These signals cause children to stop doing what they’re doing and to think about what they should do or change. A teacher might sing a song to signal that it is time for the children to gather their materials and line up at the school’s door. This simple gesture is more effective than shouting an order. Teachers can make the most of attention-getting signals by constantly changing them so that students don’t get bored.

3. Expected behavior is taught

The most difficult lesson in the first grade is teaching children from different backgrounds about the expectations for classroom behavior. Classroom courtesies are often not taught in the classroom, so they must be covered during lessons on other academic subjects. This lesson is not only for one student. Instead, you will have to deal with the consequences for his or her behavior throughout the school year. This includes interrupting lessons, frustrated students, and a decrease in the quality and quantity of your teaching.


4. Visually displaying the positive and negative behavior of students

First graders need to be able to see and feel their behavior. A color-coded classroom management tool that works well is the use of clothespins and clothespins. Each child is given a clothespin to clip to the chart. Every child starts the day with a green clothespin, which is a positive sign. If a teacher notices that a student does something exceptionally well, the student can move the clip to blue which is excellent.

The clip will be moved down to yellow if the student is found violating a classroom rule. This is a warning. The clip is moved down to orange for further violations, which carries a small penalty, and then red for a warning. If the student continues to violate classroom rules, they will be moved to black. This means that a conference is required with the principal. Students are motivated to behave well because they know they can always move up on the chart.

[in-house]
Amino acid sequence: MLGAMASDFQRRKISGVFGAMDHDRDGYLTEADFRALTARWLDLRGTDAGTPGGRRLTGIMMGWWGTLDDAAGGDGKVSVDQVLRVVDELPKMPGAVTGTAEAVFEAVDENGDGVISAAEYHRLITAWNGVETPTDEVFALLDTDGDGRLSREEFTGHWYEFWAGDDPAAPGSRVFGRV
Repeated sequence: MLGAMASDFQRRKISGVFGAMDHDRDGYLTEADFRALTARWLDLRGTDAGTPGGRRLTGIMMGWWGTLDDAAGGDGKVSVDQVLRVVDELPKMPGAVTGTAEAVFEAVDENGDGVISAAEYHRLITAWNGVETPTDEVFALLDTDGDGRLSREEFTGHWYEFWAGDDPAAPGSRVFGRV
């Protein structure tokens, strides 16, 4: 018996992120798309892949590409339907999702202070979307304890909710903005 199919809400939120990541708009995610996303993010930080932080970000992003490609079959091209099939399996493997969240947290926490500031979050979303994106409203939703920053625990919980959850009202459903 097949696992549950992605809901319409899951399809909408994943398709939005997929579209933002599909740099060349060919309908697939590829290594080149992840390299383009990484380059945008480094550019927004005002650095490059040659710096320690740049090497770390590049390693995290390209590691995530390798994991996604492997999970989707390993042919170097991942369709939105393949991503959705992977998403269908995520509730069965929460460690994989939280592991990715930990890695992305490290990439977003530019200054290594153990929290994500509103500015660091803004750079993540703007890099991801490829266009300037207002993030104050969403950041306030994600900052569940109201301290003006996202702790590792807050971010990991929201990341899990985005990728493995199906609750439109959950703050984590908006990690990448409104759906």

This is only one example of a visual and tactile behavior monitoring system that can be used in the classroom. These systems must be linked to clearly defined and posted classroom rules to make them work. This allows the teacher to not have to give consequences at random and it ensures that students are aware of what is expected.

5. Maximizing proximity control

In the classroom, the teacher’s body can be a powerful tool, especially in the first grade where many students still want to please their teacher. When used with care, proximity control can prove to be very effective. This should be part of a comprehensive classroom management strategy.

If a teacher notices that a student or group of students is acting out or becoming agitated, he or she can simply walk to the spot where the behavior is occurring to stop it. If the teacher is unable to stop the behavior, a hand on the desk or back of the child can help get their attention and stop them from continuing. Proper use of proximity control does not entail any negative consequences.

For more resources, look on the Internet

Tch The Teaching Channel or Tch is a website that provides quick and effective lessons for teachers about how to improve their teaching. While there are some longer videos on subjects that take more time, most videos are only two minutes long. They had 26 videos about “classroom culture” available at the time this article was written. This resource will help you to deal with the two main tasks of first grade, task-focused group work as well as how discipline is enforced. Several experienced and successful teachers have created Pinterest boards focusing on first-grade classroom management.

Classroom management is key to a first-grade classroom running smoothly. These classroom management tips for first graders will help teachers create a positive and supportive learning environment. This will help all students reach their potential in the crucial year of school.